I have to confess that as a vegan, I do not think about meat very often, but food safety is one of my passions. With the latest salmonella outbreak occurring in the U.S. apparently from a Foster Farms chicken processing plant, I thought to myself I hope nobody dies. Speaking as a former salmonella victim, I can tell you first hand that I would not wish salmonella on my enemies because the pain and suffering is really cruel and debilitating.
Here are the latest statistics of the Multistate Outbreak of Multidrug-Resistant Salmonella Heidelberg Infections Linked to Foster Farms Brand Chicken as of October 11th, according to the CDC:
- Illness has been reported in 20 states and Puerto Rico
- 42% of the 317 cases reported required hospitalization
- 73% of the cases have been reported in California
- No deaths have been reported…yet
- Salmonella Heidelberg is multi-drug resistant meaning there are several commonly prescribed antibiotics that will not combat this illness; for example, ampicillin, streptomycin, and tetracycline will not work.
- Typically, 5% of people that contract Salmonella develop a blood borne disease; moreover, so far 13% of people that have contracted Salmonella Heidelberg have developed a blood infection- that more than double what is normal!
What can you do to protect yourself or minimally reduce your risk to exposure?
- If you must eat chicken, stop eating chicken produced by large agro businesses, like Foster Farms, Tyson, Sanderson Farms, and Pilgrim’s Corp. Buy your heritage poultry from small local artisanal suppliers, it will cost more, but the flavor will be better and the bird was well cared for before it arrived on your plate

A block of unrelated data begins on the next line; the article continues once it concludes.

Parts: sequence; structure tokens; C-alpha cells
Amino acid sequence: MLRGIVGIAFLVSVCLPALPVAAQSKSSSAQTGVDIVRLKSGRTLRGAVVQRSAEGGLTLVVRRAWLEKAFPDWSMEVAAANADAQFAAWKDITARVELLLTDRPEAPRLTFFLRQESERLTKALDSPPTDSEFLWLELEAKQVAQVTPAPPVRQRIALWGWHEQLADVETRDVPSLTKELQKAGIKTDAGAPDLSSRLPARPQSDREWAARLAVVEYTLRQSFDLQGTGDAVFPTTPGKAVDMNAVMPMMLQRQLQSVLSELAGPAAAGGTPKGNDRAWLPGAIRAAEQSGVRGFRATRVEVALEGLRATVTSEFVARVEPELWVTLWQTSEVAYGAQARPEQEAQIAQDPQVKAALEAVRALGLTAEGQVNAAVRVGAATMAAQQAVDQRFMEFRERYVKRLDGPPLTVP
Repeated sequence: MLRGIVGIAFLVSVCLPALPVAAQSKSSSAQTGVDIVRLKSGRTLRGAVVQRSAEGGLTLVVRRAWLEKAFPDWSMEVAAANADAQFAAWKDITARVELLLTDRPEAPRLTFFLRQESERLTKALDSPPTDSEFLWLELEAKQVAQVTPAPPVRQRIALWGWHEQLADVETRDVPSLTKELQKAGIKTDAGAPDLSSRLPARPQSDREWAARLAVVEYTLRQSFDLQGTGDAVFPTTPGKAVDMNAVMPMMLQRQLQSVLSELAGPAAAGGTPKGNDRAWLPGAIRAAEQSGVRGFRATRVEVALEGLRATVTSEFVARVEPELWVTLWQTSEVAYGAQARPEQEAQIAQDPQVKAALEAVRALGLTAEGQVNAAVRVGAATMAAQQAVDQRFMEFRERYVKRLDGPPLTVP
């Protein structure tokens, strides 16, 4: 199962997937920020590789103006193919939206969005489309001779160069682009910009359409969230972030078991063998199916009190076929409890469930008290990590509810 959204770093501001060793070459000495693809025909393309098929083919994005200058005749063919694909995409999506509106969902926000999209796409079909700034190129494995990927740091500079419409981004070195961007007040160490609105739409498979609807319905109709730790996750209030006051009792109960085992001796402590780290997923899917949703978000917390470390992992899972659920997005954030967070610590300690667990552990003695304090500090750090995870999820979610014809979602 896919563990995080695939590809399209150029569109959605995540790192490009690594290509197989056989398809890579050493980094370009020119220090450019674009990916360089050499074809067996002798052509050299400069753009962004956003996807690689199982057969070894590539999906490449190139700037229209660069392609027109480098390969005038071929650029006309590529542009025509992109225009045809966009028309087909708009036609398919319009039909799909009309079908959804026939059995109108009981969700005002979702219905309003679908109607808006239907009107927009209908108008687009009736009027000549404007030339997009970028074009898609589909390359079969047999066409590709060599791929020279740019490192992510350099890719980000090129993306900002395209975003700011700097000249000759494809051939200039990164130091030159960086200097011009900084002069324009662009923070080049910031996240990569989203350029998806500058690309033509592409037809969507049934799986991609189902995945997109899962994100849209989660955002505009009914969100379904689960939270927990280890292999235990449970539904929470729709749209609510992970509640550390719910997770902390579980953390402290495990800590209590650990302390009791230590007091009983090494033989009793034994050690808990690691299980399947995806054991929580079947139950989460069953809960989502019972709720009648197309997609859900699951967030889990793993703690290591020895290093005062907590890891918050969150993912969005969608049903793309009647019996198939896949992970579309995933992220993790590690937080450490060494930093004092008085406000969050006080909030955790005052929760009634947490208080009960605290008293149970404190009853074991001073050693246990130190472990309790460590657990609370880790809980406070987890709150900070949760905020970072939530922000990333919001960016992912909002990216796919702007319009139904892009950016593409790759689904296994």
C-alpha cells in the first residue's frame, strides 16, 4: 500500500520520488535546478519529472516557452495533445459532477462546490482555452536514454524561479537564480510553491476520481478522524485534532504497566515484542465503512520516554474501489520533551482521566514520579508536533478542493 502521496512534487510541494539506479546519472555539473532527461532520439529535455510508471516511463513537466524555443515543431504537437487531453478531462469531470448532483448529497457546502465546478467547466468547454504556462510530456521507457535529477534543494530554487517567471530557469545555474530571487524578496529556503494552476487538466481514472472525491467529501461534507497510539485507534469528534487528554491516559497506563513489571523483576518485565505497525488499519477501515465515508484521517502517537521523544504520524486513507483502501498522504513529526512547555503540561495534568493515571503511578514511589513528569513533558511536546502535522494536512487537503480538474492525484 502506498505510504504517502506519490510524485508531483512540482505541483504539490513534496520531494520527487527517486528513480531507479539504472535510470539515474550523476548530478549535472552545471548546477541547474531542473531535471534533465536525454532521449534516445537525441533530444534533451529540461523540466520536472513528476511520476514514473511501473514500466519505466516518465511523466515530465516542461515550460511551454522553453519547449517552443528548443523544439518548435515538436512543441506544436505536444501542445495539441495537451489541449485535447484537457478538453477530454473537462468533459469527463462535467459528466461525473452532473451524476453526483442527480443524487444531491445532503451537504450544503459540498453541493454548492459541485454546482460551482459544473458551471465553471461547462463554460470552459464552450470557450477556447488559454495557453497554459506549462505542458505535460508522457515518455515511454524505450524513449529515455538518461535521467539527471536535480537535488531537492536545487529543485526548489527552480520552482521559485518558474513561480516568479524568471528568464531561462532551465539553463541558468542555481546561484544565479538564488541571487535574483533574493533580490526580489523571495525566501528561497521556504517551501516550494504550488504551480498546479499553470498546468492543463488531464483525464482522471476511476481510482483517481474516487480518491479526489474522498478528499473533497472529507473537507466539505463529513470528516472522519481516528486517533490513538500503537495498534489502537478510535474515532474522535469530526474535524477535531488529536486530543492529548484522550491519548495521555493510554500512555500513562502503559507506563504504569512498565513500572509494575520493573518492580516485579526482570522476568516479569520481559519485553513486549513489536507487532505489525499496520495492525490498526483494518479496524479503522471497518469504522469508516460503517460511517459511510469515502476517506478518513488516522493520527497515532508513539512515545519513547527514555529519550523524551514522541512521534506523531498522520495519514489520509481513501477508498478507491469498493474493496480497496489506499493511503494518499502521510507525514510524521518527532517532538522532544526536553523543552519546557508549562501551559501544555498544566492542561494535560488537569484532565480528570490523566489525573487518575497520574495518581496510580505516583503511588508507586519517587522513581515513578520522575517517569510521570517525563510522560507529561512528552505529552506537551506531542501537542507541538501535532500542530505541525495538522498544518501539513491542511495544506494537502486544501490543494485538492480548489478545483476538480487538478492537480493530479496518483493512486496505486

- Avoid restaurants where they serve chicken, at least in the short term, unless you feel lucky and want to play the odds, do you feel lucky?
- Never ever wash your poultry prior to cooking it; moreover, if you wash your poultry, you are taking unnecessary risk that is easily avoidable, according to NBC News: “People, stop washing your chicken!” The videos are pretty disgusting, so I hope you have a strong stomach.
There are so many observations about this life threatening foodborne illness outbreak that I want to talk about, but here are three questions that I hope you will consider and write a response below:
- Foodborne illness is a fairly common occurrence, has the latest outbreak caused you to change your eating habits in any way?
- If so, what changes are you adopting?
- If this outbreak has not caused you to change your eating habits in any way, what do you think it will take?